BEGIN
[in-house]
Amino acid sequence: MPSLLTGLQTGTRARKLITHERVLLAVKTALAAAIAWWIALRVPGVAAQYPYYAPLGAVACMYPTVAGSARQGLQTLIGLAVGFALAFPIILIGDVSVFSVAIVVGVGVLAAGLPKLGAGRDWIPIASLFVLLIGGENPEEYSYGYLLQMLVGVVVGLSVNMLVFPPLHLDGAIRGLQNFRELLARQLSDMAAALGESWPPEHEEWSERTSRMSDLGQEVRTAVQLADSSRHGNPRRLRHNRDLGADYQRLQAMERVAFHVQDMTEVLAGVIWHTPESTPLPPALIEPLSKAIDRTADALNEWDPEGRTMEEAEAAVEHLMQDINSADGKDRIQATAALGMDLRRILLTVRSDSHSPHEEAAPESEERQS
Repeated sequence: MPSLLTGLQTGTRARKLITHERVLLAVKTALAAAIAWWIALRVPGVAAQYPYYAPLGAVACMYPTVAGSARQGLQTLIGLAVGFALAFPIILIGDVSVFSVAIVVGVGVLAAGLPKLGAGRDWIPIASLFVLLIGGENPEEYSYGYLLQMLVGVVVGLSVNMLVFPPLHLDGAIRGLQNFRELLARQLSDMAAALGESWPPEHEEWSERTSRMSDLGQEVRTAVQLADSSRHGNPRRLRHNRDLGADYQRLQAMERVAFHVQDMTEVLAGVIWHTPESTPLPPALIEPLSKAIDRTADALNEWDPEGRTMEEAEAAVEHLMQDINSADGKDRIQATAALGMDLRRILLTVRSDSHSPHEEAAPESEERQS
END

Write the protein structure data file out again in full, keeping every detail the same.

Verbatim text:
[in-house]
Amino acid sequence: MPSLLTGLQTGTRARKLITHERVLLAVKTALAAAIAWWIALRVPGVAAQYPYYAPLGAVACMYPTVAGSARQGLQTLIGLAVGFALAFPIILIGDVSVFSVAIVVGVGVLAAGLPKLGAGRDWIPIASLFVLLIGGENPEEYSYGYLLQMLVGVVVGLSVNMLVFPPLHLDGAIRGLQNFRELLARQLSDMAAALGESWPPEHEEWSERTSRMSDLGQEVRTAVQLADSSRHGNPRRLRHNRDLGADYQRLQAMERVAFHVQDMTEVLAGVIWHTPESTPLPPALIEPLSKAIDRTADALNEWDPEGRTMEEAEAAVEHLMQDINSADGKDRIQATAALGMDLRRILLTVRSDSHSPHEEAAPESEERQS
Repeated sequence: MPSLLTGLQTGTRARKLITHERVLLAVKTALAAAIAWWIALRVPGVAAQYPYYAPLGAVACMYPTVAGSARQGLQTLIGLAVGFALAFPIILIGDVSVFSVAIVVGVGVLAAGLPKLGAGRDWIPIASLFVLLIGGENPEEYSYGYLLQMLVGVVVGLSVNMLVFPPLHLDGAIRGLQNFRELLARQLSDMAAALGESWPPEHEEWSERTSRMSDLGQEVRTAVQLADSSRHGNPRRLRHNRDLGADYQRLQAMERVAFHVQDMTEVLAGVIWHTPESTPLPPALIEPLSKAIDRTADALNEWDPEGRTMEEAEAAVEHLMQDINSADGKDRIQATAALGMDLRRILLTVRSDSHSPHEEAAPESEERQS